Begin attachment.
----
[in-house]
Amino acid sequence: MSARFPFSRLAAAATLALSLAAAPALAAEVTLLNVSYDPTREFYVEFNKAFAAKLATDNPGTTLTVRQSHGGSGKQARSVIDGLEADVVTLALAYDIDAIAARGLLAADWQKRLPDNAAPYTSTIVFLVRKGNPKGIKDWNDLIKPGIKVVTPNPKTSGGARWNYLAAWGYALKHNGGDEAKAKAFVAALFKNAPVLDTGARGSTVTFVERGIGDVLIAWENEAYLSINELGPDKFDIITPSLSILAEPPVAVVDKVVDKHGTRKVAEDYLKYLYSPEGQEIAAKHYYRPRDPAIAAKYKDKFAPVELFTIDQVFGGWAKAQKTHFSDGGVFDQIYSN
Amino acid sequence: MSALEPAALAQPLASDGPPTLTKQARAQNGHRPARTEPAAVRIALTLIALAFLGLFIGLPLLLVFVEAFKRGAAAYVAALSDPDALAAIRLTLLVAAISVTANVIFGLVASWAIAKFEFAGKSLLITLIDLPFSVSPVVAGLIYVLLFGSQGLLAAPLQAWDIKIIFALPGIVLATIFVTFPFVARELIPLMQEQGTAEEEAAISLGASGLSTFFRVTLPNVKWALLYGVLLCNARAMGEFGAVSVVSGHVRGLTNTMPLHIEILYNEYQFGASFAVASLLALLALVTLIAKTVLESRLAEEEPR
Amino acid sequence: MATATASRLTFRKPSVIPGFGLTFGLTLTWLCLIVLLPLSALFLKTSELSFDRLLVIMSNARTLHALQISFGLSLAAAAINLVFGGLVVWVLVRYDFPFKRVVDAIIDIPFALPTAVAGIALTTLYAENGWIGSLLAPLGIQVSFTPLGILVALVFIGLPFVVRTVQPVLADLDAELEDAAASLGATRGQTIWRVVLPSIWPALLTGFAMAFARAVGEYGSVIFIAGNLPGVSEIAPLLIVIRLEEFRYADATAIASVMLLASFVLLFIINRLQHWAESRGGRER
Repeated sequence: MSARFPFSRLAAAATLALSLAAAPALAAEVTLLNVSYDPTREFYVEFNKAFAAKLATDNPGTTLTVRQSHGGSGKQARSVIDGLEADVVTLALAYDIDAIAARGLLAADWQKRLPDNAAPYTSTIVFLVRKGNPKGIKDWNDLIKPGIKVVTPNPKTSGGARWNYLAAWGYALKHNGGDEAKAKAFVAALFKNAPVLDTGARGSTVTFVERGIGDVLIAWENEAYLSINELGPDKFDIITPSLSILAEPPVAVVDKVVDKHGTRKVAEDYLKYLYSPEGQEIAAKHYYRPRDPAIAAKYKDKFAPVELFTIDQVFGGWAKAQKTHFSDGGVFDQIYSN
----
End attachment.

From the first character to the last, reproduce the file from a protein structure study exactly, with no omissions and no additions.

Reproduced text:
[in-house]
Amino acid sequence: MSARFPFSRLAAAATLALSLAAAPALAAEVTLLNVSYDPTREFYVEFNKAFAAKLATDNPGTTLTVRQSHGGSGKQARSVIDGLEADVVTLALAYDIDAIAARGLLAADWQKRLPDNAAPYTSTIVFLVRKGNPKGIKDWNDLIKPGIKVVTPNPKTSGGARWNYLAAWGYALKHNGGDEAKAKAFVAALFKNAPVLDTGARGSTVTFVERGIGDVLIAWENEAYLSINELGPDKFDIITPSLSILAEPPVAVVDKVVDKHGTRKVAEDYLKYLYSPEGQEIAAKHYYRPRDPAIAAKYKDKFAPVELFTIDQVFGGWAKAQKTHFSDGGVFDQIYSN
Amino acid sequence: MSALEPAALAQPLASDGPPTLTKQARAQNGHRPARTEPAAVRIALTLIALAFLGLFIGLPLLLVFVEAFKRGAAAYVAALSDPDALAAIRLTLLVAAISVTANVIFGLVASWAIAKFEFAGKSLLITLIDLPFSVSPVVAGLIYVLLFGSQGLLAAPLQAWDIKIIFALPGIVLATIFVTFPFVARELIPLMQEQGTAEEEAAISLGASGLSTFFRVTLPNVKWALLYGVLLCNARAMGEFGAVSVVSGHVRGLTNTMPLHIEILYNEYQFGASFAVASLLALLALVTLIAKTVLESRLAEEEPR
Amino acid sequence: MATATASRLTFRKPSVIPGFGLTFGLTLTWLCLIVLLPLSALFLKTSELSFDRLLVIMSNARTLHALQISFGLSLAAAAINLVFGGLVVWVLVRYDFPFKRVVDAIIDIPFALPTAVAGIALTTLYAENGWIGSLLAPLGIQVSFTPLGILVALVFIGLPFVVRTVQPVLADLDAELEDAAASLGATRGQTIWRVVLPSIWPALLTGFAMAFARAVGEYGSVIFIAGNLPGVSEIAPLLIVIRLEEFRYADATAIASVMLLASFVLLFIINRLQHWAESRGGRER
Repeated sequence: MSARFPFSRLAAAATLALSLAAAPALAAEVTLLNVSYDPTREFYVEFNKAFAAKLATDNPGTTLTVRQSHGGSGKQARSVIDGLEADVVTLALAYDIDAIAARGLLAADWQKRLPDNAAPYTSTIVFLVRKGNPKGIKDWNDLIKPGIKVVTPNPKTSGGARWNYLAAWGYALKHNGGDEAKAKAFVAALFKNAPVLDTGARGSTVTFVERGIGDVLIAWENEAYLSINELGPDKFDIITPSLSILAEPPVAVVDKVVDKHGTRKVAEDYLKYLYSPEGQEIAAKHYYRPRDPAIAAKYKDKFAPVELFTIDQVFGGWAKAQKTHFSDGGVFDQIYSN